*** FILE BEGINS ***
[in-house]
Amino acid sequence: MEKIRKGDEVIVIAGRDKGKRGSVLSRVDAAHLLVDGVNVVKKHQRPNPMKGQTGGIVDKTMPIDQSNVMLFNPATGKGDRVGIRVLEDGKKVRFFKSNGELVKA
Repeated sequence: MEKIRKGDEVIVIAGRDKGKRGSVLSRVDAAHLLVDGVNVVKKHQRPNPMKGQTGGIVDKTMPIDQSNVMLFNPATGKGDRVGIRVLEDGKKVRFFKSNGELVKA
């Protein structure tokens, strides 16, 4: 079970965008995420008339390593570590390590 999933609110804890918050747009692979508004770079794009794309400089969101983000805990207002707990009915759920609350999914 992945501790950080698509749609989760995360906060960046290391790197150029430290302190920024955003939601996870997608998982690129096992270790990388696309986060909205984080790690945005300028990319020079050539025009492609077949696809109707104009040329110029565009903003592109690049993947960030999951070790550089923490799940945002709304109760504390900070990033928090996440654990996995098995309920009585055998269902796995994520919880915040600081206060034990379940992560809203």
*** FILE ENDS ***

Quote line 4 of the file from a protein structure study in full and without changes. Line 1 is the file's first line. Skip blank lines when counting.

């Protein structure tokens, strides 16, 4: 079970965008995420008339390593570590390590 999933609110804890918050747009692979508004770079794009794309400089969101983000805990207002707990009915759920609350999914 992945501790950080698509749609989760995360906060960046290391790197150029430290302190920024955003939601996870997608998982690129096992270790990388696309986060909205984080790690945005300028990319020079050539025009492609077949696809109707104009040329110029565009903003592109690049993947960030999951070790550089923490799940945002709304109760504390900070990033928090996440654990996995098995309920009585055998269902796995994520919880915040600081206060034990379940992560809203």